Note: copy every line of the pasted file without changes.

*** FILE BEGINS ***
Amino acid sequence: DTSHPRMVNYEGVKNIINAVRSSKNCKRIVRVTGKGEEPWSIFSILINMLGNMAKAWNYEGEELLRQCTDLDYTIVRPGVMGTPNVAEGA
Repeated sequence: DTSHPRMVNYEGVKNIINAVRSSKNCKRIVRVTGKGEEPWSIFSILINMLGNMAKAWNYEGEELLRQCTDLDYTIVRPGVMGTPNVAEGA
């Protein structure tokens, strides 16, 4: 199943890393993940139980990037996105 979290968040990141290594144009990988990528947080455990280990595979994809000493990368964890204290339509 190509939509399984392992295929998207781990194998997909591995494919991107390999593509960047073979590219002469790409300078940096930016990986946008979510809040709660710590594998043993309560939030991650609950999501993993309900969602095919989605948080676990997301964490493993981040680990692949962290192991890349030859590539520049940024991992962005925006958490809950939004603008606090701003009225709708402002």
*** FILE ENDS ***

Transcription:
Amino acid sequence: DTSHPRMVNYEGVKNIINAVRSSKNCKRIVRVTGKGEEPWSIFSILINMLGNMAKAWNYEGEELLRQCTDLDYTIVRPGVMGTPNVAEGA
Repeated sequence: DTSHPRMVNYEGVKNIINAVRSSKNCKRIVRVTGKGEEPWSIFSILINMLGNMAKAWNYEGEELLRQCTDLDYTIVRPGVMGTPNVAEGA
């Protein structure tokens, strides 16, 4: 199943890393993940139980990037996105 979290968040990141290594144009990988990528947080455990280990595979994809000493990368964890204290339509 190509939509399984392992295929998207781990194998997909591995494919991107390999593509960047073979590219002469790409300078940096930016990986946008979510809040709660710590594998043993309560939030991650609950999501993993309900969602095919989605948080676990997301964490493993981040680990692949962290192991890349030859590539520049940024991992962005925006958490809950939004603008606090701003009225709708402002």